Las Hogueras - The Spanish Solstice Celebration

The solstices are celebrated in Spain with large bonfires. Image by Taller de Imagen (TDI)/Cover/Getty Images

Spain is typically known as a very Catholic country, and the celebration of Christmas, or Navidad (it's also sometimes referred to as Natividad), is a pretty big deal. Navidad festivities begin in early December, and continue until the Feast of the Epiphany on January 6.

What many people don’t know is that there is also a celebration of the winter solstice that takes place each year in Spain, which pre-dates Christianity.

In a few larger Spanish cities,as well as in more rural areas, the festival of Las Hogueras (the bonfires) is observed. Very little information is available about the origins of Las Hogueras. Bonfires are lit in the plazas of each town, and residents run and jump over the flames, believing that doing so will protect them from illness in the coming year. Flame-jumping appears to be most popular in the city of Grenada.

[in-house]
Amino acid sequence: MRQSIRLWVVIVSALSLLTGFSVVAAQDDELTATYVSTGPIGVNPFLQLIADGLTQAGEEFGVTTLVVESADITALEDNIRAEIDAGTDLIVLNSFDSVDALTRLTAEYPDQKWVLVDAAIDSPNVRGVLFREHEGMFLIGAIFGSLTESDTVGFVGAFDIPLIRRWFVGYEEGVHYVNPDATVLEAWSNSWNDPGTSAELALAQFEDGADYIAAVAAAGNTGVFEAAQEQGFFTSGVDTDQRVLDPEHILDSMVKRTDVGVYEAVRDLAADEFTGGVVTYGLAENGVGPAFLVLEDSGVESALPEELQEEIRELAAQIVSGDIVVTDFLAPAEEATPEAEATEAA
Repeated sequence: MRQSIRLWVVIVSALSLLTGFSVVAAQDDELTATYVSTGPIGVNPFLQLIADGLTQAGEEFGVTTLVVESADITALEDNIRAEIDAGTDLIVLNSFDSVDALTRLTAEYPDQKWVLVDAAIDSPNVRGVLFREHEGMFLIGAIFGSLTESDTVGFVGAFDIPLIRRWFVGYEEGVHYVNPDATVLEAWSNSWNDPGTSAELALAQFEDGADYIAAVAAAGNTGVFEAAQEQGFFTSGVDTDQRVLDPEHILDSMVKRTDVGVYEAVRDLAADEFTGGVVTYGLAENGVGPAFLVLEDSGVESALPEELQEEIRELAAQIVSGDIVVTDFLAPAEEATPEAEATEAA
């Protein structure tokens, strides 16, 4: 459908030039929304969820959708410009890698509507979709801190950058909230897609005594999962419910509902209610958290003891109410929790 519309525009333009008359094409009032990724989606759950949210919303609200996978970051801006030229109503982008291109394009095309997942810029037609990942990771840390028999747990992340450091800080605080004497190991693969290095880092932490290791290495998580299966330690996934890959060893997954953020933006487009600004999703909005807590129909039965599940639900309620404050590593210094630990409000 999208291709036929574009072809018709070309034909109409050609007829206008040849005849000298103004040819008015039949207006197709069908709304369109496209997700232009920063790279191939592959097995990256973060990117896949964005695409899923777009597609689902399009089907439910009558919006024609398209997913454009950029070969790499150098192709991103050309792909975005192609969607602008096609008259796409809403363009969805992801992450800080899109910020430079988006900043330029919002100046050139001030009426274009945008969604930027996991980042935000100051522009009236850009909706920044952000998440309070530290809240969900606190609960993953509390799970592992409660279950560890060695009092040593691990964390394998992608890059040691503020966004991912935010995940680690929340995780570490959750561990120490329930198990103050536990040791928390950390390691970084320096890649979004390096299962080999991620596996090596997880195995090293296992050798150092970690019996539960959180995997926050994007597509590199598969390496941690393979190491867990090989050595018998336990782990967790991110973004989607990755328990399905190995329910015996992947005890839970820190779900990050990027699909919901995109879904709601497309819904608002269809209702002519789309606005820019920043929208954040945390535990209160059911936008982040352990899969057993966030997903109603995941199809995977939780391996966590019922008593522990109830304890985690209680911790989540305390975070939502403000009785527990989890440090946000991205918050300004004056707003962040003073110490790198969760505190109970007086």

Tereña is a Pagan who lives in a small town near Grenada. She says, “No one really knows where the tradition of Las Hogueras comes from, but in our town it’s a giant celebration. We know that fire is cleansing and transformative. The Catholics say that fire will burn away their sins. When we jump over the bonfires of Las Hogueras, there is a transformation and cleansing, whether we’re Catholics or Pagans. It makes us feel like we are protected from anything that may come.”

Interestingly, in many parts of Spain, most notably in the city of Alicante, there is a summertime version of this celebration as well – Las Hogueras de San Juan.

This begins on the summer solstice, and ends on June 24, the day of the feast of St. John the Baptist.

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Wigington, Patti. "Las Hogueras - The Spanish Solstice Celebration." ThoughtCo, Dec. 3, 2016, Wigington, Patti. (2016, December 3). Las Hogueras - The Spanish Solstice Celebration. Retrieved from Wigington, Patti. "Las Hogueras - The Spanish Solstice Celebration." ThoughtCo. (accessed December 11, 2017).